Representational Difference Analysis: A Novel Approach for Detecting Pathogens in Fibropapillomatosis of Marine Turtles
Sabine K. Kurz
Marine Turtle Fibropapillomatosis (FP) is an infectious tumor disease,
affecting marine turtles. The prevalence of FP has risen from isolated cases in a single turtle
species (Chelonia mydas), to epidemic proportions worldwide. The disease is lethal in
most of the affected animals, and poses significant threat to endangered turtle species.
The etiology of FP is not known. Transmission studies with tumor extracts
implicate an infectious, sub-cellular agent, most likely a virus. Using molecular and electron
microscopic techniques, an alpha-herpes virus was reported to be associated with the tumors, but
causality has not been demonstrated.
Representational Difference Analysis (RDA) is a subtractive technique used
to detect differences in DNA sequences between tumor and normal tissues that allow the discovery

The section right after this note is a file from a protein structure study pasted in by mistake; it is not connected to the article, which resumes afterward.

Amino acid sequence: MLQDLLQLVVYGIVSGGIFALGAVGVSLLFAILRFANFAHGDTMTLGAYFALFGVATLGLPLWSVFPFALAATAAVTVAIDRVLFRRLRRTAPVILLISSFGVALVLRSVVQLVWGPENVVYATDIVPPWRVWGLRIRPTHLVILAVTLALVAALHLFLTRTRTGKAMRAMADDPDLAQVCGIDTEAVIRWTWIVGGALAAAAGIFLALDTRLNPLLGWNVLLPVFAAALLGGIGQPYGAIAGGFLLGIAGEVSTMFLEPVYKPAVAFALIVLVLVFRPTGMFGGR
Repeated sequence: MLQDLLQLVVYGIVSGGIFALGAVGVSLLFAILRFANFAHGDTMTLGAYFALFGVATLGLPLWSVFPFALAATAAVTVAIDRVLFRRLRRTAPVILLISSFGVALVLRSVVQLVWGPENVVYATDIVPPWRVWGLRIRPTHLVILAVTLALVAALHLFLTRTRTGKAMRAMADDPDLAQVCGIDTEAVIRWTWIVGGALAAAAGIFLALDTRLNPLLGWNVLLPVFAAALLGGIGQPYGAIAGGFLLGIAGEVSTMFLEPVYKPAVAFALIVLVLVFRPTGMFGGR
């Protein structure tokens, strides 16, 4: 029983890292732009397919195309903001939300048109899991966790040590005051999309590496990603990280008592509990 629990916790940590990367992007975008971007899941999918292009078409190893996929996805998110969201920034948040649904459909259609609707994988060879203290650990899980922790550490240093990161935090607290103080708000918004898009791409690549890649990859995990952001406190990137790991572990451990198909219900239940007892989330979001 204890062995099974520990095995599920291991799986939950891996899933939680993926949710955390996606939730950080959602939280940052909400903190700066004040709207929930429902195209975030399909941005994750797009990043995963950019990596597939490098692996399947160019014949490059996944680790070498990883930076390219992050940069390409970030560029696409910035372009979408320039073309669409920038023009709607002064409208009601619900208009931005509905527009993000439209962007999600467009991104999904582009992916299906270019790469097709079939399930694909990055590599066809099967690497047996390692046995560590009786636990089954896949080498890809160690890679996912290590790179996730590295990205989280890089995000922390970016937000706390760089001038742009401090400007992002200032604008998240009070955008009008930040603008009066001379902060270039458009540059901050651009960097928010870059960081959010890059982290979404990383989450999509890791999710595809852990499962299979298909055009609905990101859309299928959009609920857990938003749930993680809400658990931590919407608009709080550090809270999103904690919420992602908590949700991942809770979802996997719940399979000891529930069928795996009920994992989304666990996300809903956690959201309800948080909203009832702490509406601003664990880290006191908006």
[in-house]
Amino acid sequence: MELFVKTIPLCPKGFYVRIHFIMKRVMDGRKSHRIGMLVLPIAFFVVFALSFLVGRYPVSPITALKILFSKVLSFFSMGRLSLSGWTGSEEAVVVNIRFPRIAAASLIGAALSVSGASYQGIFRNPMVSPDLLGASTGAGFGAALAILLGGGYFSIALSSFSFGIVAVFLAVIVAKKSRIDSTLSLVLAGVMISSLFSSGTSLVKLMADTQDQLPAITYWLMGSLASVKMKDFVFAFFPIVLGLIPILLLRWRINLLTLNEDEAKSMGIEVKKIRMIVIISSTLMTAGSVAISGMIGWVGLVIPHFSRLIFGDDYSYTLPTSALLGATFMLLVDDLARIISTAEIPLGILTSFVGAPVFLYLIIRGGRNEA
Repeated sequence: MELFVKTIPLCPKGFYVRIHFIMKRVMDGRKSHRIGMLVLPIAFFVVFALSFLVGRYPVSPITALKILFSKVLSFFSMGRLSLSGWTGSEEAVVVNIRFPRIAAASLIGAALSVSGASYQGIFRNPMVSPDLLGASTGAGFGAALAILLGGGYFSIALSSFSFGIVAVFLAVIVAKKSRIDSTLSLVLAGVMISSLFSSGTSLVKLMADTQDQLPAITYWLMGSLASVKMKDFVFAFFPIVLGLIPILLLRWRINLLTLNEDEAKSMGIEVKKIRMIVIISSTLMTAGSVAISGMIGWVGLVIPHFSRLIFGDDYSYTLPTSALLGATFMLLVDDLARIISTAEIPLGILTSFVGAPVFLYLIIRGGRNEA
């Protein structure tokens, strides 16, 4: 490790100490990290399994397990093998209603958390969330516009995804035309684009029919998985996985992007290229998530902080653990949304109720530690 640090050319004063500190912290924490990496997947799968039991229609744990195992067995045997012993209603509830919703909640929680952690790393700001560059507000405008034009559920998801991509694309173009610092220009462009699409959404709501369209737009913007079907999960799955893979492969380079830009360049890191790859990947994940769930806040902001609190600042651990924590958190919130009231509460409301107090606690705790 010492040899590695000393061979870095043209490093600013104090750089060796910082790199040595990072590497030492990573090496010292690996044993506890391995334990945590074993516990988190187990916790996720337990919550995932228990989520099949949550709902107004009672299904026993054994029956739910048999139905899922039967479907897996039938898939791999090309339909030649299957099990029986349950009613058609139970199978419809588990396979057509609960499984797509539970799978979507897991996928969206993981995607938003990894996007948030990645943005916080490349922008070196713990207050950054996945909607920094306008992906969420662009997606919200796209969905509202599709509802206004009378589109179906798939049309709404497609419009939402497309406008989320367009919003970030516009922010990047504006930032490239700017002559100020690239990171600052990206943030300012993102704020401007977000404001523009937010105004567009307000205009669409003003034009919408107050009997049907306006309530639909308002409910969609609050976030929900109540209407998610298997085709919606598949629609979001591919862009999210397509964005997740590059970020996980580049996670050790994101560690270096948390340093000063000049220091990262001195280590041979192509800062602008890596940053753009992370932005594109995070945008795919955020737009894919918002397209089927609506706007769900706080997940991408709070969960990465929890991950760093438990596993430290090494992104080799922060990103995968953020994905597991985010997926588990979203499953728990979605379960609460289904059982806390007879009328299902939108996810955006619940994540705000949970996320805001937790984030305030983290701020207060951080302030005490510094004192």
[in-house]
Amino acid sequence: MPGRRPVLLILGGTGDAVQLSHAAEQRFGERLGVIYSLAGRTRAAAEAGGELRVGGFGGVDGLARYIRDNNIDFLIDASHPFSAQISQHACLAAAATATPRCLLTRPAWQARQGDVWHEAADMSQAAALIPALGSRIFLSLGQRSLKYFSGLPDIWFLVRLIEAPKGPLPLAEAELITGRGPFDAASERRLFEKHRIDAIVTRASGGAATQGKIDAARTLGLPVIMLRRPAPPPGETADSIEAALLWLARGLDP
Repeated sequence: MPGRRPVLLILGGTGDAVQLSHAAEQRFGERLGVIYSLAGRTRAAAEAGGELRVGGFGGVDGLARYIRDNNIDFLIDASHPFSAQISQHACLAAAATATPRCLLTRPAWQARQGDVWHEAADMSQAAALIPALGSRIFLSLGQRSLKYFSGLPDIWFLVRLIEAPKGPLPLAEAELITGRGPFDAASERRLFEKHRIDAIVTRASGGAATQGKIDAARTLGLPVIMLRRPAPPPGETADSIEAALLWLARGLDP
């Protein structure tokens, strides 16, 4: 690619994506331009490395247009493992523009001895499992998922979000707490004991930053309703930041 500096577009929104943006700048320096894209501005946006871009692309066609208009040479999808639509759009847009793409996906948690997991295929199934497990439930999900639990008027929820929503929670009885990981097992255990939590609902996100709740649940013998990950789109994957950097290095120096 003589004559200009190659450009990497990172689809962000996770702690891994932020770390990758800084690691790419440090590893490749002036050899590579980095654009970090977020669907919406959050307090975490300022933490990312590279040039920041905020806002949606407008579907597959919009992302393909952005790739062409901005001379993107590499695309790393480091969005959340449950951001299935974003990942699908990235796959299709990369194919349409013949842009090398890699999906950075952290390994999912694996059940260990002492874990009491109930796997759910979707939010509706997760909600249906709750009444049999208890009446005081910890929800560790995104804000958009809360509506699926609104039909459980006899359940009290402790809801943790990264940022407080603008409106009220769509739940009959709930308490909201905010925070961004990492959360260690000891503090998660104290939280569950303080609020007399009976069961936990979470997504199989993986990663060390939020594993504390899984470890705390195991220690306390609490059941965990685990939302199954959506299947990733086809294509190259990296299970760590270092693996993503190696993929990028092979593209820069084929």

of new pathogens. In this study, we applied RDA to screen for viral sequences specific for tumor
tissue. We have identified three virus-related sequences in FP tumors, two from the herpes virus
family, and one from the retrovirus family. The herpes viral sequences show significant
homologies to a terminase and to the major capsid protein of members of the alpha-herpes virus
subfamily. Our data demonstrate the tumor-specificity of the herpes viral DNA. The
retrovirus-like sequence encodes a reverse transcriptase with tumor-specific RNA expression.
In situ studies and subsequent analysis of differential gene expression levels by
subtracting mRNA of tumor tissue from mRNA of normal tissue will be used to suggest the cellular
mechanisms of tumor genesis. To the best of our knowledge, this is the first time that RDA has
been applied to identify infectious agents in a wildlife disease.
This work was supported by NMFS, Honolulu Laboratory and by Wildlife